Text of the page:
Pastures, Paddocks and the Buffalo


| 5/27/2015 3:15:00 PM


Robert PekelJoel Salatin, a sustainable farming guru, recommends dividing a pasture into smaller paddocks. The purpose is for cows to intensely graze the first paddock then move the cows to the next paddock. This technique builds a healthy pasture by mimicking nature much like the buffalo herds moving across the plains. Smaller paddocks are recommended for only a few cows, and even smaller paddocks for only one cow, which is what we have.

 I’ve been kicking around the idea of an electric fence to create paddocks quickly, easily and economically. It was time to try it. I thought I could just show up at the farm store and purchase what I needed. Wrong, there is a reason for the old saying, ”A job well planned is a job half done.” Thank goodness for Willis.

Willis, a wise old farmer, who happened to be working at the time, could see I was drowning in indecision. He threw me a rescue line with his experience. This kind gentleman educated me as to the differences in chargers, which set me to rethinking my needs. I knew I wanted a solar-charged fence, but that was about it. The original plan I had drafted in my head had some faults. Actually, it wouldn’t work.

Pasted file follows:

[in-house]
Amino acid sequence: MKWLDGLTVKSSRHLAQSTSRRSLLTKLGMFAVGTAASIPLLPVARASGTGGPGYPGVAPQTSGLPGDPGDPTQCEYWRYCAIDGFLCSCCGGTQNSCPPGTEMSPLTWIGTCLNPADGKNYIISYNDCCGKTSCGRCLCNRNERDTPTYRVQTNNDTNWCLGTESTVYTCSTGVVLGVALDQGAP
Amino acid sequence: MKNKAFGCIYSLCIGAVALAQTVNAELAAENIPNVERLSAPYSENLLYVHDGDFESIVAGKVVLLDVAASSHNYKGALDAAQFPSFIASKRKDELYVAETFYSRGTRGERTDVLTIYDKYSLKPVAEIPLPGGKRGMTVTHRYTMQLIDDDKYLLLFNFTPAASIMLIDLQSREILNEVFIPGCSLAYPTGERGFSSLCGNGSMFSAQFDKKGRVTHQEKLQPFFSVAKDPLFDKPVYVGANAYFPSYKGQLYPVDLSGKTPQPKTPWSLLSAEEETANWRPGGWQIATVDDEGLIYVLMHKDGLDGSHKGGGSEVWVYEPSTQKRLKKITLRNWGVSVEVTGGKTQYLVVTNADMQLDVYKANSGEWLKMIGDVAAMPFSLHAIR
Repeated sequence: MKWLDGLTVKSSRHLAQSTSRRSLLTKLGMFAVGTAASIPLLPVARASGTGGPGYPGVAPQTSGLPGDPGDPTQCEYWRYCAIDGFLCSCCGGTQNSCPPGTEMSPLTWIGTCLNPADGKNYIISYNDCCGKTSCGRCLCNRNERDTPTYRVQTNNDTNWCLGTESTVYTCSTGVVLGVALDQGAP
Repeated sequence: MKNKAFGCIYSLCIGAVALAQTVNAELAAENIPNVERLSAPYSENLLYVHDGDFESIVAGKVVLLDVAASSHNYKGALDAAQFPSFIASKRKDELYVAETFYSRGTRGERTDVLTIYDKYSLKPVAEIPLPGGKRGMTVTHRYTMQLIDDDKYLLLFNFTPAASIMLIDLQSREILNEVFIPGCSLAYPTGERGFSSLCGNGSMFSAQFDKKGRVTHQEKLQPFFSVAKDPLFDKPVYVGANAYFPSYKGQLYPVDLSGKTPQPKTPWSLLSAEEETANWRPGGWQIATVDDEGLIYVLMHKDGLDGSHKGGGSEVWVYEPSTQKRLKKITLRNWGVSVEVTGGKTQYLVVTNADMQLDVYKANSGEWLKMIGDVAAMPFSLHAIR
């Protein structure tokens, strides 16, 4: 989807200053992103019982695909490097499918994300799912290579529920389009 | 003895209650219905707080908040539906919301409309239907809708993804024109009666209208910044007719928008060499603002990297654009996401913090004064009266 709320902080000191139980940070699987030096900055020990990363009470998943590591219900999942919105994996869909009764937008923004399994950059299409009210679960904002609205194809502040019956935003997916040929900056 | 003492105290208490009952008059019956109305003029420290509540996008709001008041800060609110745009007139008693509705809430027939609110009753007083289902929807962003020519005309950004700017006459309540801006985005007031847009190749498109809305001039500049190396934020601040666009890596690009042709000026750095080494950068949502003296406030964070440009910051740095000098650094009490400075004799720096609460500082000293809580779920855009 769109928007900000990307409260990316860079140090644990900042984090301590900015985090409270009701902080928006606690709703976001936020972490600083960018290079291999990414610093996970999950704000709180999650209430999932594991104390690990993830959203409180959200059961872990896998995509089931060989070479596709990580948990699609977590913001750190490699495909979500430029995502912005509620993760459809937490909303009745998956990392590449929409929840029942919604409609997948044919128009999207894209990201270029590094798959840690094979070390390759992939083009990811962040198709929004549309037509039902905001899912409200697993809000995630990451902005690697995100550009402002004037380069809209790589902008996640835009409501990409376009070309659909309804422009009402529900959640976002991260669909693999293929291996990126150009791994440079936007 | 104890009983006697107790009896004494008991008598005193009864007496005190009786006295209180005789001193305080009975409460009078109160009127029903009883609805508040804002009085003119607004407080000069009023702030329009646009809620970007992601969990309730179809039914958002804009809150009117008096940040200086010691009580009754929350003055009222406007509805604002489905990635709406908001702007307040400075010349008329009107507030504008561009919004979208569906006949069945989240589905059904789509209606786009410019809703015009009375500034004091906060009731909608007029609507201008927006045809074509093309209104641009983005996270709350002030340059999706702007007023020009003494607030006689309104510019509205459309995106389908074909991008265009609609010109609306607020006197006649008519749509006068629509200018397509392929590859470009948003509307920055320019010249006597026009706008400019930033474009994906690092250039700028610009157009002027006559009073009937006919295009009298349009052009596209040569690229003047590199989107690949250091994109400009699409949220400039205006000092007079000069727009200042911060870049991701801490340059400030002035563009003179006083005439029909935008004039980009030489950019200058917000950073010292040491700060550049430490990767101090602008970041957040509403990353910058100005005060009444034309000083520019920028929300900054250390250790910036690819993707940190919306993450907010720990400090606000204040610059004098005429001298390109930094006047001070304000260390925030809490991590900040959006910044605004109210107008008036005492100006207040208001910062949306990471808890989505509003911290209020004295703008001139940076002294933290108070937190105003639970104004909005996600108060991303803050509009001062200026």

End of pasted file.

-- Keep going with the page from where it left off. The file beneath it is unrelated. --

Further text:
So I laid out my paddock design on paper, for Willis to see. He patiently explained the various essentials needed to make it work properly. The devil is in the details. Electric gate handles, for example, I didn’t even know they existed.

Equipment 



So, home I went, with a bagful of goodies. I had fence wire, posts, insulators, and a ground rod system. I hadn’t decided on the size of energizer to use, but left with the determination to do my research. I set up the posts and ran the lines. To my delight, this was much easier than barbed or woven wire. Electric fence posts are more than a third cheaper than T-posts, and they don’t require a driver. I found I could make a gate with just a rubber gate handle for less than $5 versus $60 for a metal gate. I also did not have to worry about the nasty experience of getting wrapped up in barbed wire.





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